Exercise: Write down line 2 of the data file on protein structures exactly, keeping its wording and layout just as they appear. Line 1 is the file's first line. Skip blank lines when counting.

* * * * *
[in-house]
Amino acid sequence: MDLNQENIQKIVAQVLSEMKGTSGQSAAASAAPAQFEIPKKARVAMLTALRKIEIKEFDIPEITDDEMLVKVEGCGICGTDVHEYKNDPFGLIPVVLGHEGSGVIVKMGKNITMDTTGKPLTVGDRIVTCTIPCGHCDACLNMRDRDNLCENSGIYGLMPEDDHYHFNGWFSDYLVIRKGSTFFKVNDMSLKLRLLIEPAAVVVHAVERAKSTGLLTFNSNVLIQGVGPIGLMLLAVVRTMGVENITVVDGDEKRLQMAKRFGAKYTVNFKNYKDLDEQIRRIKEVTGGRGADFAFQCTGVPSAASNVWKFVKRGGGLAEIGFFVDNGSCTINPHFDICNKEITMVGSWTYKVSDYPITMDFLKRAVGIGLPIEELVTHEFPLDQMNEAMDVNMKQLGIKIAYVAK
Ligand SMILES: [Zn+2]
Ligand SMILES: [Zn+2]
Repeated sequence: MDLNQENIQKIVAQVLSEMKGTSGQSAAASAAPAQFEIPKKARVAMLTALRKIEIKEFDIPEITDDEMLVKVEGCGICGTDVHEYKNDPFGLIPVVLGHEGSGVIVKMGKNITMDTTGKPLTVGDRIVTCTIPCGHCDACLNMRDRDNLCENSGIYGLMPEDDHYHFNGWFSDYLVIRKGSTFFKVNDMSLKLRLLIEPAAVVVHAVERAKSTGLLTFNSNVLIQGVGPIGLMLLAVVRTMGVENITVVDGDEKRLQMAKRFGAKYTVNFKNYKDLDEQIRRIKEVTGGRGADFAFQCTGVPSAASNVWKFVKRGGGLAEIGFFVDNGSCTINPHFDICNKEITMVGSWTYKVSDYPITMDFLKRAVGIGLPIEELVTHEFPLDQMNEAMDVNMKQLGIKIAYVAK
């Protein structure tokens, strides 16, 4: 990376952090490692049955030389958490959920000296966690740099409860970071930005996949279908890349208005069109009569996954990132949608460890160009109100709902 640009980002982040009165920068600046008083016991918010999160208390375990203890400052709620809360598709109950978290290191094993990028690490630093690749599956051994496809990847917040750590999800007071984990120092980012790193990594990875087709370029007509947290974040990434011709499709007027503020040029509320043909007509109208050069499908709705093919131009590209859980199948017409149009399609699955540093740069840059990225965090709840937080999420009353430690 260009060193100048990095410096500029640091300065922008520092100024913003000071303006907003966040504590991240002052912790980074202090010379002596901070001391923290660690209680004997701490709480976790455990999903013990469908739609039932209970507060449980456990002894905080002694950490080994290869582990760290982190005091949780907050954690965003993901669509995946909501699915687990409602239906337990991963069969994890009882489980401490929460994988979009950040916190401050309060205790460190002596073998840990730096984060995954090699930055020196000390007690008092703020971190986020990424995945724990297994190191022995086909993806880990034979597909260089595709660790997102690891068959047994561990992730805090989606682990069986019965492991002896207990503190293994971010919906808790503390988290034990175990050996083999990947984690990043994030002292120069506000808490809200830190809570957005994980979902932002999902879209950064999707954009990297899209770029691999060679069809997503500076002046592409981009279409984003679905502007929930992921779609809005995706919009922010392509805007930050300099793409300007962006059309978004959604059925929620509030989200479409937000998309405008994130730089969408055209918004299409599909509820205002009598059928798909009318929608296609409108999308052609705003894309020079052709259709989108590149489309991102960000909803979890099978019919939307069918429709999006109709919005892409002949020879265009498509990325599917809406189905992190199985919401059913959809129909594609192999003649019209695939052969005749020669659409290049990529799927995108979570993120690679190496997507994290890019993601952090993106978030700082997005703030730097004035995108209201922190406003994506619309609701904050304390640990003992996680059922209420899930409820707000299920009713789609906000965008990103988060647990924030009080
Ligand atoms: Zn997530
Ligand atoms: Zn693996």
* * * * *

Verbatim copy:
Amino acid sequence: MDLNQENIQKIVAQVLSEMKGTSGQSAAASAAPAQFEIPKKARVAMLTALRKIEIKEFDIPEITDDEMLVKVEGCGICGTDVHEYKNDPFGLIPVVLGHEGSGVIVKMGKNITMDTTGKPLTVGDRIVTCTIPCGHCDACLNMRDRDNLCENSGIYGLMPEDDHYHFNGWFSDYLVIRKGSTFFKVNDMSLKLRLLIEPAAVVVHAVERAKSTGLLTFNSNVLIQGVGPIGLMLLAVVRTMGVENITVVDGDEKRLQMAKRFGAKYTVNFKNYKDLDEQIRRIKEVTGGRGADFAFQCTGVPSAASNVWKFVKRGGGLAEIGFFVDNGSCTINPHFDICNKEITMVGSWTYKVSDYPITMDFLKRAVGIGLPIEELVTHEFPLDQMNEAMDVNMKQLGIKIAYVAK